Insights into the molecular mechanism of rotation in the Fo sector of ATP synthase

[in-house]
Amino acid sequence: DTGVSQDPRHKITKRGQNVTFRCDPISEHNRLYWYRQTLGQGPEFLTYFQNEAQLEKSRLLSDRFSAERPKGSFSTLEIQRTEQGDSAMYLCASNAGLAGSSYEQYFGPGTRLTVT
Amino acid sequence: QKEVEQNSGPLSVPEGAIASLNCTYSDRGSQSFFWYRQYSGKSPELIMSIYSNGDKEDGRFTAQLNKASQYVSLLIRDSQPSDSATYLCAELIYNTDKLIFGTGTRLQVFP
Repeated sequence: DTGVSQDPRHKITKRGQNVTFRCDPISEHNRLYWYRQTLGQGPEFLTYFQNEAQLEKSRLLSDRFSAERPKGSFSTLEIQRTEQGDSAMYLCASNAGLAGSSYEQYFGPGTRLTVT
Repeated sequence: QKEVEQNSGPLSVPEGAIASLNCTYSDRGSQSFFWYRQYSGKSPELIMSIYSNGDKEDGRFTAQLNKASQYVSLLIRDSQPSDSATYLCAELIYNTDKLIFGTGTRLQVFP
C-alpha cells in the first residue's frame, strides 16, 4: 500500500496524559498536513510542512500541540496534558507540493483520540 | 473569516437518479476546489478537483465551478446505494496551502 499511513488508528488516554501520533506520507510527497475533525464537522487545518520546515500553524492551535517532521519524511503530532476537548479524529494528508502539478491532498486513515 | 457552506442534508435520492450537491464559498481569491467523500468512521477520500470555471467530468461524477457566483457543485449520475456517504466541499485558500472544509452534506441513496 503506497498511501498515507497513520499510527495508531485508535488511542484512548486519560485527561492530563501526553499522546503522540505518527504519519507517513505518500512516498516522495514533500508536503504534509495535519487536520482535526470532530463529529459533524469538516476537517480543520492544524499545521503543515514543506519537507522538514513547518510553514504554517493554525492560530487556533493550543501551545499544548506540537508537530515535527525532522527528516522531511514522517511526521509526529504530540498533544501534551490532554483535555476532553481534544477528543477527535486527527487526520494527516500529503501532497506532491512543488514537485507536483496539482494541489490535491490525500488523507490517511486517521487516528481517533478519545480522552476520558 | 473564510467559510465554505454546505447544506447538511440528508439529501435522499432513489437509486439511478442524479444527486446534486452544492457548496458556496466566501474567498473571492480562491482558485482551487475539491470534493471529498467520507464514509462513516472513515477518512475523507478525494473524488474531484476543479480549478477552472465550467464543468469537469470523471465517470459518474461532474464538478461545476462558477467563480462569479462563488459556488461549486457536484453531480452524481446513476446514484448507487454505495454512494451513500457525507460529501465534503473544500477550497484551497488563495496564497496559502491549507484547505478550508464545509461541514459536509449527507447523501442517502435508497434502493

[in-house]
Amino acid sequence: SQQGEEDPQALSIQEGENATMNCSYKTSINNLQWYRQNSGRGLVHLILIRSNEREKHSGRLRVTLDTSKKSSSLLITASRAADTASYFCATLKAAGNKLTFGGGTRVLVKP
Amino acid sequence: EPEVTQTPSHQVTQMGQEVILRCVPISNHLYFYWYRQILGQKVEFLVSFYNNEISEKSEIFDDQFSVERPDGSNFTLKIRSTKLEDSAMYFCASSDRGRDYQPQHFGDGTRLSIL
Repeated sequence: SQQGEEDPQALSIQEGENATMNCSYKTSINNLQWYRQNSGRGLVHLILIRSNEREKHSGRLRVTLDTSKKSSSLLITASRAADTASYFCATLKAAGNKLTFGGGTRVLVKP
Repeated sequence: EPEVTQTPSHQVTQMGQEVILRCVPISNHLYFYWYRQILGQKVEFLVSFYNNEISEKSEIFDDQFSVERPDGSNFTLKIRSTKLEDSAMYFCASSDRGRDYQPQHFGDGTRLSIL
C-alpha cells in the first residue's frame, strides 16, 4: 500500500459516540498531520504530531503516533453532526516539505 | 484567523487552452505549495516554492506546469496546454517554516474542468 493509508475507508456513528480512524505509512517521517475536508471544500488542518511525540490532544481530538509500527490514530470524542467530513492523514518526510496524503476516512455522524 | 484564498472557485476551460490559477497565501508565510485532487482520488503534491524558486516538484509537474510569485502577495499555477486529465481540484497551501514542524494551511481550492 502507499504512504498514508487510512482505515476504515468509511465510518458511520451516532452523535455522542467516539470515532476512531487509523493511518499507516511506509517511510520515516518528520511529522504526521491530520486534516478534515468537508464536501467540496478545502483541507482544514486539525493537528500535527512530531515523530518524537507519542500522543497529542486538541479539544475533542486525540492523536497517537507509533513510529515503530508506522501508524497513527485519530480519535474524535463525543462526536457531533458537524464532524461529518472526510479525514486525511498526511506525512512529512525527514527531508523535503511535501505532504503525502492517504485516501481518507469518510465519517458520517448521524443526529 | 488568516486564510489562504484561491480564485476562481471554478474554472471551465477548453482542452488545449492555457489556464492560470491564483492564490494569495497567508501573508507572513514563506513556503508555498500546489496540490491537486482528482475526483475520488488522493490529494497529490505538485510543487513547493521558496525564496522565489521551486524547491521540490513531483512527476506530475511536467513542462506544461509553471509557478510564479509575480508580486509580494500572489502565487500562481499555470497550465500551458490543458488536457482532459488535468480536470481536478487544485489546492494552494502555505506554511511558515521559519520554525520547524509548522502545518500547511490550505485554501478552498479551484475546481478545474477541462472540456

F(1)F(o)-ATP synthase is a ubiquitous membrane protein complex that efficiently converts a cell's transmembrane proton gradient into chemical energy stored as ATP. The protein is made of two molecular motors, F(o) and F(1), which are coupled by a central stalk. The membrane unit, F(o), converts the transmembrane electrochemical potential into mechanical rotation of a rotor in F(o) and the physically connected central stalk. Based on available data of individual components, we have built an all-atom model of F(o) and investigated through molecular dynamics simulations and mathematical modeling the mechanism of torque generation in F(o). The mechanism that emerged generates the torque at the interface of the a- and c-subunits of F(o) through side groups aSer-206, aArg-210, and aAsn-214 of the a-subunit and side groups cAsp-61 of the c-subunits. The mechanism couples protonation/deprotonation of two cAsp-61 side groups, juxtaposed to the a-subunit at any moment in time, to rotations of individual c-subunit helices as well as rotation of the entire c-subunit. The aArg-210 side group orients the cAsp-61 side groups and, thereby, establishes proton transfer via aSer-206 and aAsn-214 to proton half-channels, while preventing direct proton transfer between the half-channels. A mathematical model proves the feasibility of torque generation by the stated mechanism against loads typical during ATP synthesis; the essential model characteristics, e.g., helix and subunit rotation and associated friction constants, have been tested and furnished by steered molecular dynamics simulations.